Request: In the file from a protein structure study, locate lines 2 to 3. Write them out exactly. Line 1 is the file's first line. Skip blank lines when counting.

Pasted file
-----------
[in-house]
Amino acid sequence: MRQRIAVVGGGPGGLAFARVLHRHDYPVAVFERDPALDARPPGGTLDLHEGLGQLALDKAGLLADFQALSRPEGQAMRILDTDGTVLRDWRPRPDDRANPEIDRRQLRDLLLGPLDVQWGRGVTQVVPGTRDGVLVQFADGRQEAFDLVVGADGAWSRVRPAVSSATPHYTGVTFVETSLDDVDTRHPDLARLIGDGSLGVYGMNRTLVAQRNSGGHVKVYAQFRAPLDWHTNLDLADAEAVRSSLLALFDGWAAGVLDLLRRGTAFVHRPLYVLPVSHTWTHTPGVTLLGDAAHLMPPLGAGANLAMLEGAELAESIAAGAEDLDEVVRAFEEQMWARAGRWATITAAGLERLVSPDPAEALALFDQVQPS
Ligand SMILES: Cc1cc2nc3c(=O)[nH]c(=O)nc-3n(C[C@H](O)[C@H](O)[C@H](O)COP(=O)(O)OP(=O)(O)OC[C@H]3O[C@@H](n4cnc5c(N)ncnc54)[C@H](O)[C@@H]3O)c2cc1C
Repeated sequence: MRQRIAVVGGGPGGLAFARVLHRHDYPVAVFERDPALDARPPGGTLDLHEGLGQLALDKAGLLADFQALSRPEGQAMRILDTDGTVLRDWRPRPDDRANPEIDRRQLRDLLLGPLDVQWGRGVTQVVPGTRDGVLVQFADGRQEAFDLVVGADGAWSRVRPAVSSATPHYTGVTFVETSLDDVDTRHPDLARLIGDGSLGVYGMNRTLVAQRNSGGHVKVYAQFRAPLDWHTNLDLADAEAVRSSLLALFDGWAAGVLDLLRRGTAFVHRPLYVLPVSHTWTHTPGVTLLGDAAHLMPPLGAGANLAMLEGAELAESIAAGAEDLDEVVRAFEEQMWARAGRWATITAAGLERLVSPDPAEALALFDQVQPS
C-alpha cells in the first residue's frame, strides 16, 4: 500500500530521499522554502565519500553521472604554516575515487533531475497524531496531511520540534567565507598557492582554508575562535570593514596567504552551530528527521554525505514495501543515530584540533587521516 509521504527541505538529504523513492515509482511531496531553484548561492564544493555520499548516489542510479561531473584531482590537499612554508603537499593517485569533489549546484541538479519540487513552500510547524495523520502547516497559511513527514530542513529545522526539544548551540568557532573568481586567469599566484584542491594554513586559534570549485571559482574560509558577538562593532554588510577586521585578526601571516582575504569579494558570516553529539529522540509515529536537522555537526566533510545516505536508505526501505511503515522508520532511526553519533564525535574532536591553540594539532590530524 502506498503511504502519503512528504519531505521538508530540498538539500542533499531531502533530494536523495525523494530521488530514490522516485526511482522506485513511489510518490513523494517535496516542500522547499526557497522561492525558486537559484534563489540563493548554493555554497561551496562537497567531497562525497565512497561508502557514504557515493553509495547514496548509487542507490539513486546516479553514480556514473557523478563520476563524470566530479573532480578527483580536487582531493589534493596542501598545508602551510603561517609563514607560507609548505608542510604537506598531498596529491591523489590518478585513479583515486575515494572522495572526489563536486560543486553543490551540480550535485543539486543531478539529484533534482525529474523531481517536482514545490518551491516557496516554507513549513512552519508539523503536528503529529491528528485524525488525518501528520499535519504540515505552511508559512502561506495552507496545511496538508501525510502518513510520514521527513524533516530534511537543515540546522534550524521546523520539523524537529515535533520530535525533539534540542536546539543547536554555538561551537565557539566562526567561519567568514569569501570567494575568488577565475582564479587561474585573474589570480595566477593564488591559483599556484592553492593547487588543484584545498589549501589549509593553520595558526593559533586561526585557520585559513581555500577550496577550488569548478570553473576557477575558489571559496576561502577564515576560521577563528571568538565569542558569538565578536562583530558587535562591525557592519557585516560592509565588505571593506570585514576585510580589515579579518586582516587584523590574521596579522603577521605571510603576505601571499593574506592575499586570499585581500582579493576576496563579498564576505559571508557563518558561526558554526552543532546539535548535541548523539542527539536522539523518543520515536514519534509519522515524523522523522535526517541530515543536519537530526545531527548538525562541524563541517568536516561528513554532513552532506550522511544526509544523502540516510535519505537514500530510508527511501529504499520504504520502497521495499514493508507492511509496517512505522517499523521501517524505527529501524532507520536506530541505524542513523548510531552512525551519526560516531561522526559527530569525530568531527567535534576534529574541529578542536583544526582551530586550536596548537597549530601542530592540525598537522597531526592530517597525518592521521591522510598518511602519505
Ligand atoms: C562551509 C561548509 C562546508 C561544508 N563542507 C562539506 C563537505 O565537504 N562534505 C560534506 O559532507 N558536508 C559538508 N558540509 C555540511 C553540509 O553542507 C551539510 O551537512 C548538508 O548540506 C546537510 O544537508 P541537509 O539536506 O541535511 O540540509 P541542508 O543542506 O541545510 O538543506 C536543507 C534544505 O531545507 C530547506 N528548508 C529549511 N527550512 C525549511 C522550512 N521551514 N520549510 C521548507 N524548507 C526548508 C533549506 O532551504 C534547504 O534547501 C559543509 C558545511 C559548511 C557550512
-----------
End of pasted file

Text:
Amino acid sequence: MRQRIAVVGGGPGGLAFARVLHRHDYPVAVFERDPALDARPPGGTLDLHEGLGQLALDKAGLLADFQALSRPEGQAMRILDTDGTVLRDWRPRPDDRANPEIDRRQLRDLLLGPLDVQWGRGVTQVVPGTRDGVLVQFADGRQEAFDLVVGADGAWSRVRPAVSSATPHYTGVTFVETSLDDVDTRHPDLARLIGDGSLGVYGMNRTLVAQRNSGGHVKVYAQFRAPLDWHTNLDLADAEAVRSSLLALFDGWAAGVLDLLRRGTAFVHRPLYVLPVSHTWTHTPGVTLLGDAAHLMPPLGAGANLAMLEGAELAESIAAGAEDLDEVVRAFEEQMWARAGRWATITAAGLERLVSPDPAEALALFDQVQPS
Ligand SMILES: Cc1cc2nc3c(=O)[nH]c(=O)nc-3n(C[C@H](O)[C@H](O)[C@H](O)COP(=O)(O)OP(=O)(O)OC[C@H]3O[C@@H](n4cnc5c(N)ncnc54)[C@H](O)[C@@H]3O)c2cc1C